A Parent's Perspective: Patti Ventura

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Patti Ventura was shocked by her son's diagnosis, but she transformed her initial shock into determination to secure the best outcome for him. Since that time she's also raised thousands of dollars to help support Chiari research. Here is her story.

Connor's Journey

In the fall of 2009, my son Connor was a happy, healthy teenager with dreams of playing Division I soccer. That December, however, everything changed.

We had traveled from our home in New Jersey to a soccer showcase in Arizona, where Connor had been invited to play. During the game, though, I noticed that Connor was not running well and seemed disoriented. Since those are typical symptoms of concussion, we took him off the field and to a local hospital, where a CAT scan indicated there was an abnormality. Connor then had an MRI scan, which indicated he had a Chiari malformation. Doctors told us that this condition, which I'd never even heard of, required brain surgery.

Connor was transferred to a children's hospital, where another team of neurosurgeons examined him and evaluated his scans. They agreed with the diagnosis of Chiari malformation, which they explained it to us in even greater detail — including the observation that Connor's malformation was a severe one.

Both Connor and I were in total shock. As I came to understand how serious his condition was, I couldn't help but think back on all those years he'd spent playing such a physical sport, and how lucky he was that he hadn't suffered any serious injury that could have turned his Chiari into something much worse.

Before we could even begin the journey to recovery, we had to make another trip: We had to get home. Connor and I were in Arizona, thousands of miles from New Jersey and our family. My husband and I were doing our Chiari research separately, then conferring by phone. I desperately wanted to get home. Fortunately, the doctors in Arizona felt Connor was healthy enough to fly safely back to New Jersey to determine the next steps.

Armed with the results of our research, my husband and I made appointments for Connor with several doctors throughout New Jersey and New York. My husband had a colleague who recommended Dr. Greenfield and Dr. Schwartz, and we were able to get an appointment the day after we got home from Arizona.

Connor, my husband, and I all met Dr. Greenfield, Dr. Schwartz, and nurse practitioner Maria Rust in a conference room, where we reviewed the situation. The doctors agreed with the Arizona diagnosis, but they wanted additional MRIs to help them complete their evaluation. Although it seemed clear that Connor had to have surgery, Dr. Greenfield and Dr. Schwartz were extremely thorough and wanted to make sure nothing else was wrong.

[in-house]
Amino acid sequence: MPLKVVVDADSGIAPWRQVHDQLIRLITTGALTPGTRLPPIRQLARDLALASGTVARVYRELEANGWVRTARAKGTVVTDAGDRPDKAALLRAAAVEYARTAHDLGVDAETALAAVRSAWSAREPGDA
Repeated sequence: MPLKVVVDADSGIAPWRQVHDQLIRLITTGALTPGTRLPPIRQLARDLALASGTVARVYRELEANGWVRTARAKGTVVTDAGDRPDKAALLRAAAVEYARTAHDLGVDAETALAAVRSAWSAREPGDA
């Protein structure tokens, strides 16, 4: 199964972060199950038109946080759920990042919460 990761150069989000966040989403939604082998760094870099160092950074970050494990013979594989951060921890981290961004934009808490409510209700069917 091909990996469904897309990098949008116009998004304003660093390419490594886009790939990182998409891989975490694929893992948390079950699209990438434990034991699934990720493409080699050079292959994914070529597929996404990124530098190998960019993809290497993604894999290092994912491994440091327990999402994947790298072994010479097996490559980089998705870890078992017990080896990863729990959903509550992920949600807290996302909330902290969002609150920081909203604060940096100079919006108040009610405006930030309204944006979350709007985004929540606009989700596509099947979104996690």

Connor was in and out of school for the next few days while we waited for the MRI scheduling. In the meantime, my husband, Connor, and I grew even more confident in the medical team. Connor was very comfortable with the staff and felt that they spoke to him in a way that he clearly understood, so he trusted all of them.

After the MRI confirmed that there was no other problem, Connor was scheduled for surgery. The doctors explained the procedure to all of us in great detail beforehand, including the expected healing time, the potential problems, and what Connor's future might hold.

Connor was taken into surgery at about 1 pm on December 21. After a few hours, a nurse came out with an update and to reassure us that Connor was okay. At about 7 pm, the doctors met with my husband and me to discuss exactly how the surgery had gone. Connor remained in recovery until he was moved to the ICU later that evening.

The nursing staff at the hospital was truly amazing and professional — they understood both the child's needs and his parents' anxiety . Connor quickly realized that he was very fortunate and that there were many others in the ICU who were not as lucky. Connor was determined to get out of the hospital in record time, and he did. With the help of the nurses and doctors, he was able to leave the hospital after only two days as an inpatient, and he returned to school just two weeks later

Several weeks later, Connor started an intense rehabilitation program that was critical to his recovery. He worked on his neck muscles and core strength for months. By April he was running again, and by May he returned to soccer.

The recovery was not always smooth, and there were many phone calls to the doctors and nurses along the way. I am still impressed at how promptly Dr. Greenfield and Maria Rust returned my phone calls or emails. No matter how big or small the problem, they always got back to me quickly with the answers I needed. There were times when Connor called to speak to Dr. Greenfield directly — he just needed to hear that he would be okay. Dr. Greenfield was always there for him.

Two years after Connor's surgery, we Venturas know that we're part of the family at Weill Cornell. I am forever grateful to them and will continue my quest to raise awareness to Chiari.

Originally published February 2012